Logistically, the conditions were very good. Reno is a beautiful area nestled in the Sierra Mountains adjacent to Lake Tahoe. They set me up with a personal trainer and gym, a nice hotel in a good area with beautiful view of the mountains and with an excellent restaurant attached. Reno has amazing hiking trails all around and is a couple of hours away from Yosemite and the Bay Area. After the first 3 weeks, I was able to fly home for 2 days to spend time with my family. After that I was able to go home for 2 days every week, leaving on Sunday morning and then returning every Tuesday for that nights practice.

The next post on my journey is how we spent the next 2 weeks preparing in warp speed how to attack this huge opportunity of turning around this youth football team. This was a team that most kids in Reno had avoided like the plague, the league dormat. Think of how you can apply this to your coaching situation. When it comes to your personal situation of volunteering to coach and deciding where you want to coach, you have to be honest with yourself and others. Does this situation a good fit for all parties? Can I live with the constraints? What are your “deal breakers”? Are you willing to walk away if the situation isn’t a win-win? Coaching youth football well, starts well before you ever step on the field to coach anyone.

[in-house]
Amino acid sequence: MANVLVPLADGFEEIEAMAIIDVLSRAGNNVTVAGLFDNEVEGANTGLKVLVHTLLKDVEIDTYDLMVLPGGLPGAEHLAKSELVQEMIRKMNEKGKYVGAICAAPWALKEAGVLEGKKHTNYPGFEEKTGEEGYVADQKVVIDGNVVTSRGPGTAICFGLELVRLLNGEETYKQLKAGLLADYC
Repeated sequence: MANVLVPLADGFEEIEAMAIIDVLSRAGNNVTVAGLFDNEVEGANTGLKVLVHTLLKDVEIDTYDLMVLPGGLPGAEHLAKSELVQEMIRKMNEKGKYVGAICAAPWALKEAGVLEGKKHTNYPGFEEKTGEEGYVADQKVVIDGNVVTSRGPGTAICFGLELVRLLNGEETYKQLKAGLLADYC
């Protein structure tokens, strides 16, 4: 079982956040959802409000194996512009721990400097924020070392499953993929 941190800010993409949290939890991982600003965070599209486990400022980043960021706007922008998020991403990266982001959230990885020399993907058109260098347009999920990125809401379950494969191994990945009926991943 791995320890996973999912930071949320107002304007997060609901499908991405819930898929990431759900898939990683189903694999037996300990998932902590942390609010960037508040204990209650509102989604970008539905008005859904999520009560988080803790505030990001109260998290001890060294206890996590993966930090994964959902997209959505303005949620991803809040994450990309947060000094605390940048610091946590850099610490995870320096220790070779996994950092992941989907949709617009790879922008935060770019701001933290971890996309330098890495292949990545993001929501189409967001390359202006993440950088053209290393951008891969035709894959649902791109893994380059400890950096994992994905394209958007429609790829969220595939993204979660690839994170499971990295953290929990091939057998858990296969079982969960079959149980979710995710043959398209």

About The Author

Related posts

Leave a Reply

Your email address will not be published. Required fields are marked *